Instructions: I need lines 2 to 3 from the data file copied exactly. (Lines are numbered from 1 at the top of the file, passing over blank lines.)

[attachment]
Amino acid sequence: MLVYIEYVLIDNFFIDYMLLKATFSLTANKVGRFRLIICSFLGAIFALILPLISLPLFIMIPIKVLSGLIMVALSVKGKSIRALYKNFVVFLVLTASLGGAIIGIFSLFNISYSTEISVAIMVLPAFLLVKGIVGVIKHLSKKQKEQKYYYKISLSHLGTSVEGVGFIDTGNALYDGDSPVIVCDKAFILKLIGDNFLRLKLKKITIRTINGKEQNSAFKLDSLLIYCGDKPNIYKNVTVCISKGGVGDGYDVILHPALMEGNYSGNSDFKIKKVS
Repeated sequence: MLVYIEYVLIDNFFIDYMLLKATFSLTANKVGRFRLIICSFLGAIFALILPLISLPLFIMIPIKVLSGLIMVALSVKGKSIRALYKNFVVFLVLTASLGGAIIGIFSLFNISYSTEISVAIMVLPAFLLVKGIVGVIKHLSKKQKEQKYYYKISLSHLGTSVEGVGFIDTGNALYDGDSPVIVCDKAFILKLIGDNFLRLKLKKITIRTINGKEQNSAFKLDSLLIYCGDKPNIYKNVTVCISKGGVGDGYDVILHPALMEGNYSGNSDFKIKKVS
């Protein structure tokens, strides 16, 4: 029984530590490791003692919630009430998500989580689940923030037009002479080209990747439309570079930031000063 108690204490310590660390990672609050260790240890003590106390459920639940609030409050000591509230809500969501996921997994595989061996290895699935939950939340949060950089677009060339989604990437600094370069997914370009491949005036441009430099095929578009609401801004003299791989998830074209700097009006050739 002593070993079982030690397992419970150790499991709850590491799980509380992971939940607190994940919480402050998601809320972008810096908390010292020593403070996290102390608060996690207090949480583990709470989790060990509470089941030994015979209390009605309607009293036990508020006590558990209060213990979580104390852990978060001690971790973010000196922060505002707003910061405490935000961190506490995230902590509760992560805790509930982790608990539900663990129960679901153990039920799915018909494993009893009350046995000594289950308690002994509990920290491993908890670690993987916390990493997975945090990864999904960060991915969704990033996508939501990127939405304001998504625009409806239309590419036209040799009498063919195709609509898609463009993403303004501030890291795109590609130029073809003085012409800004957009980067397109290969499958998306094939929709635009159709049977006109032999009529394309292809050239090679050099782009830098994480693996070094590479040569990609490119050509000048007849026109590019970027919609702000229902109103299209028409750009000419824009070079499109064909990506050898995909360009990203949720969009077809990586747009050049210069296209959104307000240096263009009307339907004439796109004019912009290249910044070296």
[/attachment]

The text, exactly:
Repeated sequence: MLVYIEYVLIDNFFIDYMLLKATFSLTANKVGRFRLIICSFLGAIFALILPLISLPLFIMIPIKVLSGLIMVALSVKGKSIRALYKNFVVFLVLTASLGGAIIGIFSLFNISYSTEISVAIMVLPAFLLVKGIVGVIKHLSKKQKEQKYYYKISLSHLGTSVEGVGFIDTGNALYDGDSPVIVCDKAFILKLIGDNFLRLKLKKITIRTINGKEQNSAFKLDSLLIYCGDKPNIYKNVTVCISKGGVGDGYDVILHPALMEGNYSGNSDFKIKKVS
């Protein structure tokens, strides 16, 4: 029984530590490791003692919630009430998500989580689940923030037009002479080209990747439309570079930031000063 108690204490310590660390990672609050260790240890003590106390459920639940609030409050000591509230809500969501996921997994595989061996290895699935939950939340949060950089677009060339989604990437600094370069997914370009491949005036441009430099095929578009609401801004003299791989998830074209700097009006050739 002593070993079982030690397992419970150790499991709850590491799980509380992971939940607190994940919480402050998601809320972008810096908390010292020593403070996290102390608060996690207090949480583990709470989790060990509470089941030994015979209390009605309607009293036990508020006590558990209060213990979580104390852990978060001690971790973010000196922060505002707003910061405490935000961190506490995230902590509760992560805790509930982790608990539900663990129960679901153990039920799915018909494993009893009350046995000594289950308690002994509990920290491993908890670690993987916390990493997975945090990864999904960060991915969704990033996508939501990127939405304001998504625009409806239309590419036209040799009498063919195709609509898609463009993403303004501030890291795109590609130029073809003085012409800004957009980067397109290969499958998306094939929709635009159709049977006109032999009529394309292809050239090679050099782009830098994480693996070094590479040569990609490119050509000048007849026109590019970027919609702000229902109103299209028409750009000419824009070079499109064909990506050898995909360009990203949720969009077809990586747009050049210069296209959104307000240096263009009307339907004439796109004019912009290249910044070296």